Attributed to Annibale Carracci (Bologna 1560-Rome 1609) A presumed self-portrait c. 1575-80
Royal Collection Trust/© Her Majesty Queen Elizabeth II 2016
There are some definite perks to this blogging business, and for me this season one presented itself in the form of an invitation to The Queen’s Gallery at Buckingham Palace for a tour of their new exhibition, Portrait of the Artist. You can go too of course, and I recommend you do, until Monday, 17 Apr 2017, and the exhibition is open daily, 10:00-17:30 with last admission at 16:15. I got a bacon croissant though, because I’m special.
I’m not just saying this because they fed me - it really is a thought provoking and surprising exhibition and I thoroughly enjoyed it. All chosen from the Royal Collection the selection includes not just self-portraits, but images of artists, formal and informal, made by friends and colleagues. This slightly broader remit means that there are a number of unusual treasures in the exhibition and some thought provoking juxtapositions of private and public personas, performances and intimacies.
As you enter the first gallery you are met by a pair of delicate chalk self-portraits from the 16th century sharing a smaller partitioned space with a Hockney, made with an iPad apparently, and dark, haunted etching of Lucian Freud. You can’t help feeling you are under the eye of the artist yourself as you look at them, and the gaze is penetrating if not pitiless. A strange reversal it is, to walk into a gallery and find yourself under such close examination.
The images artists used to publicise themselves make for an enlightening contrast with those likenesses caught by friends or enemies. In Rubens’s portrait of Van Dyck, the latter is thoughtful, understated, a troubled observer rather than the flamboyant cavalier, and Bartolozzi attacks Maria Conway in caricature. When the exhibition moves onto artists at a work, Rowlandson’s Chamber of Genius is a garret packed with dogs, children and discomfort, while Samuel Drummond presents himself and his studio lit by a shaft of divine inspiration and scattered with military props to make him the recording angel of an imagined battlefield, or not field really, given his most famous painting was the Death of Nelson at which, in this image, he is at work.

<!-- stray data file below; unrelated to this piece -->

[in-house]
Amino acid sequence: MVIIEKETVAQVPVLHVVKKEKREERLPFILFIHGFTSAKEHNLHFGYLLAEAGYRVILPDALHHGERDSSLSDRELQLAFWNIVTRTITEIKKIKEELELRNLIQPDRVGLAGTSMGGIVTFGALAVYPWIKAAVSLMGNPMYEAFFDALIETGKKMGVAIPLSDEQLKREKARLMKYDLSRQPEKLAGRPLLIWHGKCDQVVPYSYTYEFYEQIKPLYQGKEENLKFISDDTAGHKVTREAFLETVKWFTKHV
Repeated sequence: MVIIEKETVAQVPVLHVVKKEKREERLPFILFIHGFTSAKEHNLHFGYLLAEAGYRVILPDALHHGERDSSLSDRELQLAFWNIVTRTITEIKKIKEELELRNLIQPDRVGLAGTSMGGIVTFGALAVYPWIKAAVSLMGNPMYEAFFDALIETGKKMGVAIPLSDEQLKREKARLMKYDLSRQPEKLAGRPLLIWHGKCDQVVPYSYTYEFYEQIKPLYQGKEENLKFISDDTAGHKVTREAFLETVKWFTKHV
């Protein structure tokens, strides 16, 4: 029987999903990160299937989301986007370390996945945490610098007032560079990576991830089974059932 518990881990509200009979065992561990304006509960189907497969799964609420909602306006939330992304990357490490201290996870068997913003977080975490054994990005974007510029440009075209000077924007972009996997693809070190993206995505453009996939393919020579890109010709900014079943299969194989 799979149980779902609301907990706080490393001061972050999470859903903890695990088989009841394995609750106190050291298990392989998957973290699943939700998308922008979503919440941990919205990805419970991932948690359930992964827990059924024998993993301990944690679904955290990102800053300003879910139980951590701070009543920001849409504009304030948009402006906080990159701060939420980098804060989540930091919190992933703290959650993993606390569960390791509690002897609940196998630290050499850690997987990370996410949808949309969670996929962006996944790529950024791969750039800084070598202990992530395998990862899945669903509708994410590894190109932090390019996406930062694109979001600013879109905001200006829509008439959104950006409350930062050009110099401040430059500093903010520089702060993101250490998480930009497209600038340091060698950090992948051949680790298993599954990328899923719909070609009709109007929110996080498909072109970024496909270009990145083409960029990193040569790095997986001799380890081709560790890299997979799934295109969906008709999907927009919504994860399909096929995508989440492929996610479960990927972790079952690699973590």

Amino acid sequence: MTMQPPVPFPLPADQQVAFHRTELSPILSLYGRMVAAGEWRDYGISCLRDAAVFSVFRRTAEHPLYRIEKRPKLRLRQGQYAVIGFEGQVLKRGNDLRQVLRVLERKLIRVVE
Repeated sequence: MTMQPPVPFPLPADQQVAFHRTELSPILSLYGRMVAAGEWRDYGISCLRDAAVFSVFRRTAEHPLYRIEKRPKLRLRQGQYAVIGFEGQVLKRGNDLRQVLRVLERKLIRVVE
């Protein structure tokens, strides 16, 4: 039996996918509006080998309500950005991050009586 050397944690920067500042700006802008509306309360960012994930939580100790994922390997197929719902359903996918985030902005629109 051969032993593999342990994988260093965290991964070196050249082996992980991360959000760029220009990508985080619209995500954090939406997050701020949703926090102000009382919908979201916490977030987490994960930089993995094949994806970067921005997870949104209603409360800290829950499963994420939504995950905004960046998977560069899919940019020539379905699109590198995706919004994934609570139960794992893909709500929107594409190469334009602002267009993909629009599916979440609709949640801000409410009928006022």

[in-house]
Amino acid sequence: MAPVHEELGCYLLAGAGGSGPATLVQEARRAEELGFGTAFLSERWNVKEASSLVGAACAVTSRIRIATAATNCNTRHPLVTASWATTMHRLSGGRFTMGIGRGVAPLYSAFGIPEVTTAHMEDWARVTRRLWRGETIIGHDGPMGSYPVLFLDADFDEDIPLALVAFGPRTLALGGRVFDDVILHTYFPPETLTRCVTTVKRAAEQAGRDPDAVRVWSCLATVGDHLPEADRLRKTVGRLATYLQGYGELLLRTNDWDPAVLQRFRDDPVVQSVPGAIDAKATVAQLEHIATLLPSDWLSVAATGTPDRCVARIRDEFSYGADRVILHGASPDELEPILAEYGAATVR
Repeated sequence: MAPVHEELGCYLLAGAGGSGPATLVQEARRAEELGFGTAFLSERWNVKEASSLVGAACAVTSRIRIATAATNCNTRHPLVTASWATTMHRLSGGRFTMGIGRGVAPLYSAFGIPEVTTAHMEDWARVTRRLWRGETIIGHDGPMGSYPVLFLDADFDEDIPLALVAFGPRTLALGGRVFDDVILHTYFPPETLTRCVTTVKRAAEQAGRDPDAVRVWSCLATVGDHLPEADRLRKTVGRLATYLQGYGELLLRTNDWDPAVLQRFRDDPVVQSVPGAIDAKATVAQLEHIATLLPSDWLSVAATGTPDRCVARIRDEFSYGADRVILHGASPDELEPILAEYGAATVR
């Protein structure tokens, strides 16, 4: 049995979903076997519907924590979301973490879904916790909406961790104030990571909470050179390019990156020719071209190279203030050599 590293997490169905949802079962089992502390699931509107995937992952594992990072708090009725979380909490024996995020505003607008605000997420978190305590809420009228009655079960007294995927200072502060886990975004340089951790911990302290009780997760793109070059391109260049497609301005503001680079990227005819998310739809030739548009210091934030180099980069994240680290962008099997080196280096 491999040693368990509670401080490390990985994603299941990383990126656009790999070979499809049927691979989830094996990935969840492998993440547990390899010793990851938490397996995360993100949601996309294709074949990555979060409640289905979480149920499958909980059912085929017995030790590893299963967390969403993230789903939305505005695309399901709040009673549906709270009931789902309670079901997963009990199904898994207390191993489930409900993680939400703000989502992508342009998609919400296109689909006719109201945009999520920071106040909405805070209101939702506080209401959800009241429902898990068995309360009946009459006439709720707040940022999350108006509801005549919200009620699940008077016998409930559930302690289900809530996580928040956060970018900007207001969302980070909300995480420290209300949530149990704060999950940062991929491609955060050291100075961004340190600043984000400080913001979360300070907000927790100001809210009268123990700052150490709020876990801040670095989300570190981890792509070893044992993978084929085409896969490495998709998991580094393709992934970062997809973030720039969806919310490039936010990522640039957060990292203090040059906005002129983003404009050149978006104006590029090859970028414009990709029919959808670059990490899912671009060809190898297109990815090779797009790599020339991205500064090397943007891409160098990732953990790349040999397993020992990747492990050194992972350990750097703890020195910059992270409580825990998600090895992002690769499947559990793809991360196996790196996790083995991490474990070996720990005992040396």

The exhibition is full of small contemplative pleasures, such as the image of da Vinci by his student Melzi, and surprises such as Sarah Bernhardt’s Self-Portrait as a Chimera where the actress has transformed herself into a bat-winged monster and an inkstand at the same time, for which she deserves extra points, I think.
Artemisia Gentileschi (Rome 1593-Naples 1652)
Self-portrait as the Allegory of Painting (La Pittura) c.1638-9
Royal Collection Trust ©
I’m embarrassed to admit to say I didn’t know anything of the artist Artemisia Gentilesch until very recently, and I think the curators chose well when they made her ‘Self-portrait as the Allegory of Painting’ their headline image for the exhibition. Her story is remarkable - there’s a great article about her here - and the painting itself is extraordinary. It has a sort of muscularity, and intent about it. The artist, focusing on what she is trying to capture on the bare canvas, seems to look round and beyond us whereas those early self-portraits stare you straight in the eye, and it has a vigour and power to it which is almost shockingly physical after those studied acts of self-promotion in the previous rooms.
Well worth the trip to the palace, even if you don’t get a bacon croissant, and for those who can’t make it, the accompanying book by Anna Reynolds, Lucy Peter and Martin Clayton is a thing of great beauty in itself - fascinating text, and superb reproductions.
Thanks Imogen - it sounds excellent, even without a bacon roll!
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